Sir Walter Scott (1771-1832) was born in Edimburgh, the capitol of Scotland: he studied to became a lawyer and deeply studied and analyzed Scottish history making expeditions into the Highlands. He started writing as a poet, but when Byron’s fame overcame his one, he turned into prose, and he is now considered the father of historical novel. The main characteristic of his novels is that he mixes up history and fiction, inventing the main characters and letting them act and move on a real historical background, with real historical characters. Most of his novels are settled in the Middle Ages: Scott chose this period because it is a distant past, without precise information and documentation about it, so he could describe situations and places freely, often inventing some particulars, without being denied. He uses a language close to the common speech, but elevated in tone and with some archaism in order to create an illusion of the past. In his novels, there is often a circular pattern: a man who leaves his ethnic group, joins a new one, acquires its habits and then comes back to the old group with new experiences to share. However, his novels are based on positive ideals and the characters live fantastic experiences. One of his most famous novels is Ivanhoe, a very traditional story settled in the Middle Ages, in particular during the period of Richard the Lionheart, full of knights, dames, balls, heroes and fights, which are all the typical ingredients of a Romantic story.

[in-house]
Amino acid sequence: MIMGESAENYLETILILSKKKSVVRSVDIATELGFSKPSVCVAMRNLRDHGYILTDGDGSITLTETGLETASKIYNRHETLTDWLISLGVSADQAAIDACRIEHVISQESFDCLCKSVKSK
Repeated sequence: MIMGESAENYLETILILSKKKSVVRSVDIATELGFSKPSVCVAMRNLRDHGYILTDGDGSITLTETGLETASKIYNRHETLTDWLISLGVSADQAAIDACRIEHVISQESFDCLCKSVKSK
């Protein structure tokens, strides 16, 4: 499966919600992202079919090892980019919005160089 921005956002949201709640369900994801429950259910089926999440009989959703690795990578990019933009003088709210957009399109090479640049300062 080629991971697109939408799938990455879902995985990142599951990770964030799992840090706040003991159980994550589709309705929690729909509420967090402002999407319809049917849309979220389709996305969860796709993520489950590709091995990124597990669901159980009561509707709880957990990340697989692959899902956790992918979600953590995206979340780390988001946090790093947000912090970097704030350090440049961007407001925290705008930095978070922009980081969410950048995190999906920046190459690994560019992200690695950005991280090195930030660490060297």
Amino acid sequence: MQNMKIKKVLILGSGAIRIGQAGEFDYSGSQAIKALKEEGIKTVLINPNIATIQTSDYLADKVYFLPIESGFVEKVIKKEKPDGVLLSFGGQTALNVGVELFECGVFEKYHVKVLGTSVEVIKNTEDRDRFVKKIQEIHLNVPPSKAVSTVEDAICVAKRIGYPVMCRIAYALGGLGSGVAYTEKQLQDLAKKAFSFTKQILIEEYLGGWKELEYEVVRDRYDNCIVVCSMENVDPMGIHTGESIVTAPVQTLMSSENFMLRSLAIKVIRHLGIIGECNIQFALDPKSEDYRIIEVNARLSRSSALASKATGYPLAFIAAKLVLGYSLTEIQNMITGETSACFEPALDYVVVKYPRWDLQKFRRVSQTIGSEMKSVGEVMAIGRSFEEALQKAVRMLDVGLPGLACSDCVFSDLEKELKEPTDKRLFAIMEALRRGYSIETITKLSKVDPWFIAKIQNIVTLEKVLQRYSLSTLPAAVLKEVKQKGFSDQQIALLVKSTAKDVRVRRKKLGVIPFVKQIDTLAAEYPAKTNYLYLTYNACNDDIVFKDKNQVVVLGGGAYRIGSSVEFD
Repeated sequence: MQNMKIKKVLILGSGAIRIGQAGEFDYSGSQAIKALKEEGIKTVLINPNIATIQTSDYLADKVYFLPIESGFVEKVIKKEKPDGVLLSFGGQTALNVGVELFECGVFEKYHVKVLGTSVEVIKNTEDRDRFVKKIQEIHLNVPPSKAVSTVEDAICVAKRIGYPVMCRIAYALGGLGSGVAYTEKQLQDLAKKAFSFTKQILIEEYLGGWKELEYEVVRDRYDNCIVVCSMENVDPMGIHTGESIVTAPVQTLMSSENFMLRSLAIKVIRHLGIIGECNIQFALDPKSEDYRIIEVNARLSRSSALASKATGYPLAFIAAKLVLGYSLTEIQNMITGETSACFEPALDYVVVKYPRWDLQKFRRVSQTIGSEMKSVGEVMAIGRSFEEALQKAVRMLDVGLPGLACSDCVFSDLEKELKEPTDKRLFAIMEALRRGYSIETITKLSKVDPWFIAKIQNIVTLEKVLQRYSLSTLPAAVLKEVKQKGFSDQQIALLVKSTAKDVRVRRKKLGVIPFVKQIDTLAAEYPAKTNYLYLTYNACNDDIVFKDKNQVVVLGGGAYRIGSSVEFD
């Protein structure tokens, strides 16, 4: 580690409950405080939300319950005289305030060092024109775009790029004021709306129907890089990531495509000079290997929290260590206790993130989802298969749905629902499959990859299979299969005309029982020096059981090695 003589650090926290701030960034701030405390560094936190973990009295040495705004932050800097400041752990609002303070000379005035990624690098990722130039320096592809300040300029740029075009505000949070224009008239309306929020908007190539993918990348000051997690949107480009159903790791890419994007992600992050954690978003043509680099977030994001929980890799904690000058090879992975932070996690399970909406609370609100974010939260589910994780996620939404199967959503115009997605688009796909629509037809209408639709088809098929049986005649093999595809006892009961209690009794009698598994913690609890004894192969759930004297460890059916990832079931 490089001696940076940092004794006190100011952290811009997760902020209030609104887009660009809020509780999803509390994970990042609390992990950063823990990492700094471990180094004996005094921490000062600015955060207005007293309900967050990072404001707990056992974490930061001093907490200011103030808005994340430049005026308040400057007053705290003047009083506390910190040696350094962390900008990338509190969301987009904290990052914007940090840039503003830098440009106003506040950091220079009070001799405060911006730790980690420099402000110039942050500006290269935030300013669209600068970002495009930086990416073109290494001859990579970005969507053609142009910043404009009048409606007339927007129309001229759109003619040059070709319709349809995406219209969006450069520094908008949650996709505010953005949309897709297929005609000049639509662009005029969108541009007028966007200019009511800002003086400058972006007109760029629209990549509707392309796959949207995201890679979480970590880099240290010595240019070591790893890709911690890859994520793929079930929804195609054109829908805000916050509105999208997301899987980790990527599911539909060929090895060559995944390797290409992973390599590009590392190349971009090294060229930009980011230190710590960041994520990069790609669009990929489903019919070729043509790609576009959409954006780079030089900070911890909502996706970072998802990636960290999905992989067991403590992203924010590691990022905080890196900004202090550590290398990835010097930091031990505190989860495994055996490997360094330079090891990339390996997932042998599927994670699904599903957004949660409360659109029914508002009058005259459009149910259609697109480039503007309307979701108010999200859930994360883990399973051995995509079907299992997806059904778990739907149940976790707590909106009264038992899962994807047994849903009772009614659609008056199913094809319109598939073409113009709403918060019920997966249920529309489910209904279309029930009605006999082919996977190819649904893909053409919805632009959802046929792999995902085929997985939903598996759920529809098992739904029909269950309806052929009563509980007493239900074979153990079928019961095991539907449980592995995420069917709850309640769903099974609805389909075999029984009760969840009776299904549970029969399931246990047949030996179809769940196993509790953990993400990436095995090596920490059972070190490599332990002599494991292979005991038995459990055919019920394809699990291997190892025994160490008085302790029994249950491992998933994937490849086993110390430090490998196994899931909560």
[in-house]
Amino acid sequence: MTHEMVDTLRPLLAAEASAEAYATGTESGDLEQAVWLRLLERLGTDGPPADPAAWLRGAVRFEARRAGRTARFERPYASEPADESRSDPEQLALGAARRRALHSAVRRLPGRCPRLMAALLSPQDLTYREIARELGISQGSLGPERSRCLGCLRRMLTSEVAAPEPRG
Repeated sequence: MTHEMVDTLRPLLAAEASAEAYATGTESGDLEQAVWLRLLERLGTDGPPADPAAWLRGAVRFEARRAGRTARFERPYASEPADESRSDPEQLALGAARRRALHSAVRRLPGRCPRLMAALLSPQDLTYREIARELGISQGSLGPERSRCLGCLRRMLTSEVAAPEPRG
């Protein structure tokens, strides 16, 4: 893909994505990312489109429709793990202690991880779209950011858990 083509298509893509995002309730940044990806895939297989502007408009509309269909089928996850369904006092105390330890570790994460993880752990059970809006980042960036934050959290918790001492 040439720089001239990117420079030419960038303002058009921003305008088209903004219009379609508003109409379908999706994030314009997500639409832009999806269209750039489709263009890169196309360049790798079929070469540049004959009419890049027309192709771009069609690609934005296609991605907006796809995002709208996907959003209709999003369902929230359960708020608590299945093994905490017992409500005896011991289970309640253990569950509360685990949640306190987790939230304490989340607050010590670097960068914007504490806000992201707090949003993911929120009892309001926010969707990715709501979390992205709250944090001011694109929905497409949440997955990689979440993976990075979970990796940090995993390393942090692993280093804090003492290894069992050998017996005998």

It is said that Scott’s novels have influenced Manzoni’s way of writing: both of them were conscious of the importance of the common and poor people, but Manzoni was more precise in describing historical events, analyzed the characters more deeply and had a strong sense of Providence.